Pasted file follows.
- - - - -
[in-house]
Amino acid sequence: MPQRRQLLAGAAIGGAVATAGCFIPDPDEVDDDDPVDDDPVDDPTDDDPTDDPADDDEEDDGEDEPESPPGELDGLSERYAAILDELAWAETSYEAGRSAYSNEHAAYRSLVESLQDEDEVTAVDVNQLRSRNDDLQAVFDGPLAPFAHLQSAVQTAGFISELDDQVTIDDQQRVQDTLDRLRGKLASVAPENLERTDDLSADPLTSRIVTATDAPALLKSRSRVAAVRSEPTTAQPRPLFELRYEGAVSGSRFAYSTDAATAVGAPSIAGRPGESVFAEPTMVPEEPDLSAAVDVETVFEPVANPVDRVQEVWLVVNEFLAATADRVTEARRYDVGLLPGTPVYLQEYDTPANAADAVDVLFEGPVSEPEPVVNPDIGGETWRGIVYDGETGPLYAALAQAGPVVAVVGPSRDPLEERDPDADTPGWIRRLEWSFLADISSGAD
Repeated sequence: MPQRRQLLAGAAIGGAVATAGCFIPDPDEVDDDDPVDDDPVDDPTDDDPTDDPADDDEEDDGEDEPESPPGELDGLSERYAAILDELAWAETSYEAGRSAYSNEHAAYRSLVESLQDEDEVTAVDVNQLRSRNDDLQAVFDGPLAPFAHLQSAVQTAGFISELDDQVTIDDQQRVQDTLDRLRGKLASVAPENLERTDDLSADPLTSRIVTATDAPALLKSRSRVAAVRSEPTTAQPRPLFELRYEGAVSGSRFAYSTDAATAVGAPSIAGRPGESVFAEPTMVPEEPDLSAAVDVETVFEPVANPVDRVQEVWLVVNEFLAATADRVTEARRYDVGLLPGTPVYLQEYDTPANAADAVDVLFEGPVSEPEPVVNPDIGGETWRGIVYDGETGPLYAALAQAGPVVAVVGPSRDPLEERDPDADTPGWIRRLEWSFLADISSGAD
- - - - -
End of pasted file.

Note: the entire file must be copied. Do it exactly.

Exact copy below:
[in-house]
Amino acid sequence: MPQRRQLLAGAAIGGAVATAGCFIPDPDEVDDDDPVDDDPVDDPTDDDPTDDPADDDEEDDGEDEPESPPGELDGLSERYAAILDELAWAETSYEAGRSAYSNEHAAYRSLVESLQDEDEVTAVDVNQLRSRNDDLQAVFDGPLAPFAHLQSAVQTAGFISELDDQVTIDDQQRVQDTLDRLRGKLASVAPENLERTDDLSADPLTSRIVTATDAPALLKSRSRVAAVRSEPTTAQPRPLFELRYEGAVSGSRFAYSTDAATAVGAPSIAGRPGESVFAEPTMVPEEPDLSAAVDVETVFEPVANPVDRVQEVWLVVNEFLAATADRVTEARRYDVGLLPGTPVYLQEYDTPANAADAVDVLFEGPVSEPEPVVNPDIGGETWRGIVYDGETGPLYAALAQAGPVVAVVGPSRDPLEERDPDADTPGWIRRLEWSFLADISSGAD
Repeated sequence: MPQRRQLLAGAAIGGAVATAGCFIPDPDEVDDDDPVDDDPVDDPTDDDPTDDPADDDEEDDGEDEPESPPGELDGLSERYAAILDELAWAETSYEAGRSAYSNEHAAYRSLVESLQDEDEVTAVDVNQLRSRNDDLQAVFDGPLAPFAHLQSAVQTAGFISELDDQVTIDDQQRVQDTLDRLRGKLASVAPENLERTDDLSADPLTSRIVTATDAPALLKSRSRVAAVRSEPTTAQPRPLFELRYEGAVSGSRFAYSTDAATAVGAPSIAGRPGESVFAEPTMVPEEPDLSAAVDVETVFEPVANPVDRVQEVWLVVNEFLAATADRVTEARRYDVGLLPGTPVYLQEYDTPANAADAVDVLFEGPVSEPEPVVNPDIGGETWRGIVYDGETGPLYAALAQAGPVVAVVGPSRDPLEERDPDADTPGWIRRLEWSFLADISSGAD